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Alan Williams pleaded guilty to a single count of bank fraud and stipulated to restitution tied to that count and two others that were later dismissed. The government got its conviction, and Williams limited his sentencing exposure and possible future charges. In this appeal, Williams attempted to step back from his bargain, seeking to keep the favorable plea deal, but to contest the restitution he stipulated was owed. Furthermore, he contested the district court’s apportionment of that total restitution between WebBank and Wells Fargo Bank, as recommended by the Presentence Report (PSR). The Tenth Circuit surmised Williams' first hurdle was to overcome the appeal waiver included in his Plea Agreement. To this, the Court concluded the appeal waiver did not bar his total-restitution challenge: the Plea Agreement allowed Williams to appeal the apportionment of the total restitution and the substantive reasonableness of his prison sentence as well. However, addressing the merits of Williams’s challenges, the Court no reason to disturb the order and sentence, and affirmed. View "United States v. Williams" on Justia Law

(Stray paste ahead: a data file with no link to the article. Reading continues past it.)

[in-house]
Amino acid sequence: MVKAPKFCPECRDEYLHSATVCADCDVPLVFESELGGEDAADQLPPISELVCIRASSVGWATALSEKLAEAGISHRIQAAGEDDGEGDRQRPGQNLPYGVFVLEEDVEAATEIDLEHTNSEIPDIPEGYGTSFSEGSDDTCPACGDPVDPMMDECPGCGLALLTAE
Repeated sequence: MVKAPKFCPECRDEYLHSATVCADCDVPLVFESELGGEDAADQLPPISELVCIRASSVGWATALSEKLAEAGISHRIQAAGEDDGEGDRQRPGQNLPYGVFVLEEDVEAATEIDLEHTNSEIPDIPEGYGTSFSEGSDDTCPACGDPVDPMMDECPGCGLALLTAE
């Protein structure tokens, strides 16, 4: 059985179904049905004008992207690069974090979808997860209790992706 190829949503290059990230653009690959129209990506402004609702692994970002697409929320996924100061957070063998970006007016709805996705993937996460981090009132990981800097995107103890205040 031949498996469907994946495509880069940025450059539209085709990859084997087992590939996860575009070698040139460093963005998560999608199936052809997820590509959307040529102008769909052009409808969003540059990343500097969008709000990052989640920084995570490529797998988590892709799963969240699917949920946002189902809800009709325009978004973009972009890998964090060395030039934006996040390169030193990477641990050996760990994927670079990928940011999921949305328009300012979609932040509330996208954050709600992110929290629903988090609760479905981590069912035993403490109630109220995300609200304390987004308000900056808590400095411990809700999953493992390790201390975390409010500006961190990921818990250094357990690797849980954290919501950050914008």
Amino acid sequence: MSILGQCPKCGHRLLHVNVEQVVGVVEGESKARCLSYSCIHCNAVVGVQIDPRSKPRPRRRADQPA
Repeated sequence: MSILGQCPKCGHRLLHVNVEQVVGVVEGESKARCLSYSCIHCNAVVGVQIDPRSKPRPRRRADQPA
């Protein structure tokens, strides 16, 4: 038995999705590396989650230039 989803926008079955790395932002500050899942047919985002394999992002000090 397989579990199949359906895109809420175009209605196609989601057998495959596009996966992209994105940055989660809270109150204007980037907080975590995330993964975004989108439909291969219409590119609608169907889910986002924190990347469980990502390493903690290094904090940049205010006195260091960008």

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Defendant-Appellant Steven Henson appealed his convictions and sentence related to his involvement in a drug distribution conspiracy in and around Wichita, Kansas. He argued: (1) his convictions should have been vacated and the case remanded for a new trial because the trial court erroneously deprived him of chosen counsel; (2) the trial court erred by instructing the jury it could find the requisite mental state for his crimes based on a “deliberate ignorance” or “willful blindness” theory of knowledge; (3) the case should be remanded for resentencing based upon the purported procedural and substantive unreasonableness of his sentence to life in prison; and (4) the Tenth Circuit should reconsider a prior precedent and, in doing so, hold that one of the district court’s jury instructions misstated the law. Finding no reversible error, the Tenth Circuit affirmed Henson's convictions and sentence. View "United States v. Henson" on Justia Law